Focal adhesions are large specialized proteins that are located in the area where a cell membrane meets the extracellular matrix (ECM), a collection of molecules surrounding the cells that provide support and regulate micromechanical signals to the cells. Examining focal adhesions is one of the key elements to understanding how a cell proliferates, differentiates, and migrates--which can help in the treatment of diseases like cancer.
Researchers at the Beckman Institute for Advanced Science and Technology and the Micro and Nanotechnology Laboratory at the University of Illinois have developed a new form of microscopy that allows them to observe the formation and evolution of cell membrane focal adhesions. Their paper, "Quantitative Analysis of Focal Adhesion Dynamics Using Photonic Resonator Outcoupler Microscopy (PROM)" details how the new live cell imaging technique can observe the formation and evolution of cell membrane focal adhesions. It was recently published in Light: Science & Applications.
"This is a new kind of biophysics method used to measure the peak intensity shift (PIS) of the spectra reflected from the biomaterials on a photonic crystal surface," said Yue Zhuo, a Beckman Institute Postdoctoral Fellow and first author on the paper. "The PIS indicates the variation of cluster size in the focal adhesion area of the cell while it's alive."
Previous methods involve labeling the cells with fluorescent dyes or tags, which not only can change the physical and chemical makeup of the cell, but also can prove cumbersome for researchers. "Typically people look at focal adhesions with fluorescent tags or proteins," Zhuo said. "But fluorescent imaging is an invasive imaging method that may change the conformations or block the binding sites of the proteins in the focal adhesion area."
Fluorescence microscopy is severely limited by an effect called "photobleaching," in which the fluorophores only maintain their brightness for several seconds. However, many important cell processes occur over the course of minutes, hours, or days. Because PROM does not use fluorophores, and only uses low-intensity illumination, there is not a limit to how long live cells can be measured.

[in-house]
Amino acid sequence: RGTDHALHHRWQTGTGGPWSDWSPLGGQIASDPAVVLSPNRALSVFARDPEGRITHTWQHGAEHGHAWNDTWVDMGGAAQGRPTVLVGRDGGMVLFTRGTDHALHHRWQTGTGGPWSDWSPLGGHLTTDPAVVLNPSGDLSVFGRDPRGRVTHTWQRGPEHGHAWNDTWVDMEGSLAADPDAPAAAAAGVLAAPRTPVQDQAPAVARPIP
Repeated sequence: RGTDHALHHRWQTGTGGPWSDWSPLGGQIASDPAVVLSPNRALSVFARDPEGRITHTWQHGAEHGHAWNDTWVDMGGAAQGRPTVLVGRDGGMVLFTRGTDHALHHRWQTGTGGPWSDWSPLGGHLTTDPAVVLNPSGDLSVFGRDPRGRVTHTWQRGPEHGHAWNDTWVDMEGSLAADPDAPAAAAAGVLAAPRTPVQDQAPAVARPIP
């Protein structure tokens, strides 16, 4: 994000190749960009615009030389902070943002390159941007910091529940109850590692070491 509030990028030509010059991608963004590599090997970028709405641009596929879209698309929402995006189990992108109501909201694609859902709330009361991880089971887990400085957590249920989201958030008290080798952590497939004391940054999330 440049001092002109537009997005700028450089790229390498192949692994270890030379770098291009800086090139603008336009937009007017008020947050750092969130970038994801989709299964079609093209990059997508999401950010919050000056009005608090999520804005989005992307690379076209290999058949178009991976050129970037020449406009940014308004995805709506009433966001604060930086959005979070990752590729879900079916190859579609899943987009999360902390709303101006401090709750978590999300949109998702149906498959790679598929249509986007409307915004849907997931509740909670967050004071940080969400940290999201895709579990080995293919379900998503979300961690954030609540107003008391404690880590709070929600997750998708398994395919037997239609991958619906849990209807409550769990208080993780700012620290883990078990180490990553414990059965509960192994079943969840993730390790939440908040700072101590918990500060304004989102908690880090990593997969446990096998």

"In the future, we plan to use PROM to study stem cell differentiation, which can occur over the course of several weeks," said Zhuo.
PROM utilizes a photonic crystal biosensor surface to create an evanescent field (a surface-bound electromagnetic field), which selectively illuminates only the ECM-attached cell membrane and associated protein aggregates directly inside the cell membrane. The photonic crystal strictly limits lateral propagation of light while keeping light tightly bound to the biosensor surface, to enable high-resolution imaging of the cell membrane attachment footprint.
"PROM is providing real-time information about dynamic processes that occur specifically on cell membranes that is not available by any other method," said Brian Cunningham, a professor of electrical and computer engineering and bioengineering, and the principle investigator for the PROM project. "Since so many biological processes are mediated through attachment of cells to surfaces, PROM provides a unique view of migration, chemotaxis, chemotoxicity, differentiation, biofilm formation, and division. We see PROM as an exciting new tool for cell biologists that can also be applied towards personalized anticancer drug selection, tissue engineering, and sensor-integrated tumor modeling."
The research is funded by a National Science Foundation grant and the National Institutes of Health. Zhou also thanks the Beckman Postdoctoral Fellowship for financial support.